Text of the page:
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Picks :
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Picks is a monthly sampling of Japan's art scene, offering commentary by a variety of reviewers about exhibitions at museums and galleries in recent weeks, with an emphasis on contemporary art by young artists.

Note: Most of Japan's museums and galleries have reopened, but conditions and anti-coronavirus precautions vary. If you are planning a visit, please check the venue's website beforehand.

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Artist in Residence 2014-2019
5 December 2020 - 14 February 2021
Tsunagi Art Museum
(Kumamoto)
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Located in a small harbor town on the Shiranui Sea in southwestern Kyushu, this museum has made a practice of inviting one artist each year to live for four months in a vacant house in Tsunagi, interact with the community, and produce work to be shown in a solo exhibition at the museum. The six participants -- Seiya Shinotsuka, Akiko Takeuchi, Chie Koda, Akira Kamo, Naoki Tomita, and Yukari Ohira -- were the artists in residence between 2014 and 2019. On display are works from each residency retained by the museum as well as newer pieces by the artists.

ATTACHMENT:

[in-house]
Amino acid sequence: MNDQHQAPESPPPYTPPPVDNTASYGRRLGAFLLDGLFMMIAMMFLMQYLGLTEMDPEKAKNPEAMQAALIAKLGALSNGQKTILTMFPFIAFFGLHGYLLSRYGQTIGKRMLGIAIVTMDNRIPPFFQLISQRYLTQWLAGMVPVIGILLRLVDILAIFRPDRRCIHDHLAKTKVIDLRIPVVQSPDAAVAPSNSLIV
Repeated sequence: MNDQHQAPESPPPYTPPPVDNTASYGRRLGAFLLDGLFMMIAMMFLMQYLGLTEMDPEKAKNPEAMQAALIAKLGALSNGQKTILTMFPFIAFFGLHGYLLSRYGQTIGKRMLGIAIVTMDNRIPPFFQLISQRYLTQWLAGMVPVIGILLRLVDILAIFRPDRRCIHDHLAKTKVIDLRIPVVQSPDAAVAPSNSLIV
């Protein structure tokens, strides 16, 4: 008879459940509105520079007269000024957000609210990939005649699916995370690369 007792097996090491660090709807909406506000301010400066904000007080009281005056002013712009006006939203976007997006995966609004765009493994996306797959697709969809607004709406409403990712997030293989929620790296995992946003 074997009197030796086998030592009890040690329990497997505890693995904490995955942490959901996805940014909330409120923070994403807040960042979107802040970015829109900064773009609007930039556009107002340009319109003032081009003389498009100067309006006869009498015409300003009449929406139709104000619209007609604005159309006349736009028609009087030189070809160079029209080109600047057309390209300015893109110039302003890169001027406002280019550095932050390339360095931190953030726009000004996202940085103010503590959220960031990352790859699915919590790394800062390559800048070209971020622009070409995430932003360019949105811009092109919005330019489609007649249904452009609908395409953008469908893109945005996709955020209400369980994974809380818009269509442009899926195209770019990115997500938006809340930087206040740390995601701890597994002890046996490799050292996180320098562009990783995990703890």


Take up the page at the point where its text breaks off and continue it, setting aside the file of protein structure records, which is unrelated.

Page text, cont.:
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Arts Towada 10th Anniversary Exhibition: Inter+Play Season 1
23 July 2020 - 29 August 2021
Towada Art Center
(Aomori)
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For the past decade the Arts Towada initiative, based at the Towada Art Center, has fostered interplay by Towada citizens with each other and their community through art. The artists invited to join this commemorative exhibition include Yasuhiro Suzuki, who has contributed a large outdoor sculpture in the shape of the city that doubles as a bench; the art collective mé, which has created an all-white gallery space in a downtown building; Michiko Tsuda, whose installation plays games with viewers' senses; evala, who immerses the body in a sea of sound; and Megumi Matsubara, who introduces new work on the theme of the color red.